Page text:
LONDON. — Oil rose by nearly $1 a barrel yesterday, lifted by concern about a steep drop in exports from Venezuela, although surging U.S. production kept gains in check. Brent crude futures LCOc1 were up 85 cents at $76,21 a barrel by 1222 GMT, while U.S. West Texas Intermediate (WTI) crude CLc1 rose 58 cents to $65.31 a barrel.
Venezuela, which faces the threat of U.S. sanctions and is in the midst of an economic crisis, is nearly a month behind delivering crude to customers from its main oil export terminals, according to shipping data, and chronic delays and production declines could breach state-run PDVSA’s supply contracts if backlogs are not cleared soon.
Tankers waiting to load more than 24 million barrels of crude, almost as much as state producer PDVSA shipped in April, are sitting off the OPEC member’s main oil port, according to shipping data.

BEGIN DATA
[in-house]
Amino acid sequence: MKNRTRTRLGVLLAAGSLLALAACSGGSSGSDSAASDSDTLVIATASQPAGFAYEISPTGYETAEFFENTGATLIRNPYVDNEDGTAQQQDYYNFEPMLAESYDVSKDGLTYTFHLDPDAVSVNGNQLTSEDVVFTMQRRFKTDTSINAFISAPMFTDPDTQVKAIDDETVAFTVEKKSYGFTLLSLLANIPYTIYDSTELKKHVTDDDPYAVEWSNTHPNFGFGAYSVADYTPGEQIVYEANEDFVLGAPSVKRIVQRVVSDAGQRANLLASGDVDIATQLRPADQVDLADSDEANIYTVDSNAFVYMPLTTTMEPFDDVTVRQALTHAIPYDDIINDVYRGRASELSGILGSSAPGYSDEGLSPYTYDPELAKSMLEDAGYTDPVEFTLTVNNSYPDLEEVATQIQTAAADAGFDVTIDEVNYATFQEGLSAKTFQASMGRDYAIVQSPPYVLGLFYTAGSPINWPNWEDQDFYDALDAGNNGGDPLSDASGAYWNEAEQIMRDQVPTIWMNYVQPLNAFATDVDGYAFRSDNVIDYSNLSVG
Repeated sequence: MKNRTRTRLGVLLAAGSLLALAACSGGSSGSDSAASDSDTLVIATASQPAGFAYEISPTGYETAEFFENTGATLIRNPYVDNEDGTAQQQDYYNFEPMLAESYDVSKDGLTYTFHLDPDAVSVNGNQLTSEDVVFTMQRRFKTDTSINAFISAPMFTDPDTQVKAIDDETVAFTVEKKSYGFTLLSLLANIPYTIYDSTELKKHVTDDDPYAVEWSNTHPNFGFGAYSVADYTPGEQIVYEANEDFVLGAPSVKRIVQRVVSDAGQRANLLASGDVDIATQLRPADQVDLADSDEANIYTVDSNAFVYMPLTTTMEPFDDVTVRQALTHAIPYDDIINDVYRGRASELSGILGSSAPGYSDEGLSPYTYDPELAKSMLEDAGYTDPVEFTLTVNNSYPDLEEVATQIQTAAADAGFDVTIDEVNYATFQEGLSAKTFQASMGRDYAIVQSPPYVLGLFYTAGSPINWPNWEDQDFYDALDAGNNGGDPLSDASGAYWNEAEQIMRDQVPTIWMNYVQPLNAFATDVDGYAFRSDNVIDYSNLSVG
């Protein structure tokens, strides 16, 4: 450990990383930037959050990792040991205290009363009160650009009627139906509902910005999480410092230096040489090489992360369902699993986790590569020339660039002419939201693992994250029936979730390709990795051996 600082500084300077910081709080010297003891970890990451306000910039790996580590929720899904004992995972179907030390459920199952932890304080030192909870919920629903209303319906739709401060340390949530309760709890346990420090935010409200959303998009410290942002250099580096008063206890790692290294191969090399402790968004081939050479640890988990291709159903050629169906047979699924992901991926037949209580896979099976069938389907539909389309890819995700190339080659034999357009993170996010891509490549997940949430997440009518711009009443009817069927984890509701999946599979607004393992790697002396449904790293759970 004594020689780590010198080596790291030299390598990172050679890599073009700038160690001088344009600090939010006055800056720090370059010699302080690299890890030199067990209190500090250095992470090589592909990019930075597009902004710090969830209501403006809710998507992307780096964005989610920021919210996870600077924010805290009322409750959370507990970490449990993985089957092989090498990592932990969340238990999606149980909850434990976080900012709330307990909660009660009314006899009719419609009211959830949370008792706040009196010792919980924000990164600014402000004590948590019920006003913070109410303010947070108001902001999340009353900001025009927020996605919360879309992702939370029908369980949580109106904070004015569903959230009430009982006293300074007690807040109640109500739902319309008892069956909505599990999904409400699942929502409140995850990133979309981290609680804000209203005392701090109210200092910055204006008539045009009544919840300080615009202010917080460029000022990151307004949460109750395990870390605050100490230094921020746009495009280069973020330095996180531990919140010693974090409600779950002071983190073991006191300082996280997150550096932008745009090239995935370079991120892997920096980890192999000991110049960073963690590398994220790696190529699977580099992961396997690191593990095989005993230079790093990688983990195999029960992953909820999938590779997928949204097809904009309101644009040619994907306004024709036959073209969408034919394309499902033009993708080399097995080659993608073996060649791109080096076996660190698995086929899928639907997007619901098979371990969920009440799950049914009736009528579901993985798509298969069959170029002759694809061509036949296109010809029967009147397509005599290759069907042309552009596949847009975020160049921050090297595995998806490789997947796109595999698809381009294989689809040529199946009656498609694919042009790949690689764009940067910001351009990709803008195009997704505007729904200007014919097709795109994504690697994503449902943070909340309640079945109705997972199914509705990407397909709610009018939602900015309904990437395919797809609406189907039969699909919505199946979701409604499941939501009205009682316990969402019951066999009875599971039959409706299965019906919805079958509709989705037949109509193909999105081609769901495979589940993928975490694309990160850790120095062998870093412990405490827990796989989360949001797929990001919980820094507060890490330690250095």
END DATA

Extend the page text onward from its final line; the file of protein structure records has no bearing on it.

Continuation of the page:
“Troubles over supply from Venezuela come at a time when OPEC is considering easing supply cuts which have been in place since 2017 and were implemented to support the price,” London Capital Group head of research Jasper Lawler said.
“The big question for oil is whether or not OPEC decides to ease the production cuts, with the meeting still some two weeks away, oil traders could be in for an increased bout of volatility.”